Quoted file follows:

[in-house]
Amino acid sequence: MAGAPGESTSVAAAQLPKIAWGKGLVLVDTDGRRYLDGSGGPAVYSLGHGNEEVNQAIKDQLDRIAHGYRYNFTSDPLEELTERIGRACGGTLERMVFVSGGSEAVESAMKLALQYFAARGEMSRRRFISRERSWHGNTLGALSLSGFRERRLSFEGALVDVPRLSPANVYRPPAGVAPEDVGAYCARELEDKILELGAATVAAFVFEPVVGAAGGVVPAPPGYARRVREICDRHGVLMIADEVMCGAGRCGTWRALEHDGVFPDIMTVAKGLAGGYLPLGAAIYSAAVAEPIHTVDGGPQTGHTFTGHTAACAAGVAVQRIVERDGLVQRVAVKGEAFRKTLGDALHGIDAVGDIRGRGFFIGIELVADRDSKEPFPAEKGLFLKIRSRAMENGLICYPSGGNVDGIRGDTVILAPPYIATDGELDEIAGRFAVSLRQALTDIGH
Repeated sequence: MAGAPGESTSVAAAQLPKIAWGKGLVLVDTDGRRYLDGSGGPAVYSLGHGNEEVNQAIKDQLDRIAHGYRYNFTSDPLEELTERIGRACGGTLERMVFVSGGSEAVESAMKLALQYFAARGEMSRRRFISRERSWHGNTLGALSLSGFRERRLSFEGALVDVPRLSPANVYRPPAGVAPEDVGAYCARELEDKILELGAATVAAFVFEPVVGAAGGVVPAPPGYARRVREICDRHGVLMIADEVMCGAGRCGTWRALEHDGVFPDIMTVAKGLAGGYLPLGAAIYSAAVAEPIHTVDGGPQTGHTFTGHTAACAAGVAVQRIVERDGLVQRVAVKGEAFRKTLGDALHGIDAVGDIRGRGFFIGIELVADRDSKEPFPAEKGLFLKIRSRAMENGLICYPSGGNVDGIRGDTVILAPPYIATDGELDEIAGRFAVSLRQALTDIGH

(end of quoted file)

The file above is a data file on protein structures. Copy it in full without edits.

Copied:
[in-house]
Amino acid sequence: MAGAPGESTSVAAAQLPKIAWGKGLVLVDTDGRRYLDGSGGPAVYSLGHGNEEVNQAIKDQLDRIAHGYRYNFTSDPLEELTERIGRACGGTLERMVFVSGGSEAVESAMKLALQYFAARGEMSRRRFISRERSWHGNTLGALSLSGFRERRLSFEGALVDVPRLSPANVYRPPAGVAPEDVGAYCARELEDKILELGAATVAAFVFEPVVGAAGGVVPAPPGYARRVREICDRHGVLMIADEVMCGAGRCGTWRALEHDGVFPDIMTVAKGLAGGYLPLGAAIYSAAVAEPIHTVDGGPQTGHTFTGHTAACAAGVAVQRIVERDGLVQRVAVKGEAFRKTLGDALHGIDAVGDIRGRGFFIGIELVADRDSKEPFPAEKGLFLKIRSRAMENGLICYPSGGNVDGIRGDTVILAPPYIATDGELDEIAGRFAVSLRQALTDIGH
Repeated sequence: MAGAPGESTSVAAAQLPKIAWGKGLVLVDTDGRRYLDGSGGPAVYSLGHGNEEVNQAIKDQLDRIAHGYRYNFTSDPLEELTERIGRACGGTLERMVFVSGGSEAVESAMKLALQYFAARGEMSRRRFISRERSWHGNTLGALSLSGFRERRLSFEGALVDVPRLSPANVYRPPAGVAPEDVGAYCARELEDKILELGAATVAAFVFEPVVGAAGGVVPAPPGYARRVREICDRHGVLMIADEVMCGAGRCGTWRALEHDGVFPDIMTVAKGLAGGYLPLGAAIYSAAVAEPIHTVDGGPQTGHTFTGHTAACAAGVAVQRIVERDGLVQRVAVKGEAFRKTLGDALHGIDAVGDIRGRGFFIGIELVADRDSKEPFPAEKGLFLKIRSRAMENGLICYPSGGNVDGIRGDTVILAPPYIATDGELDEIAGRFAVSLRQALTDIGH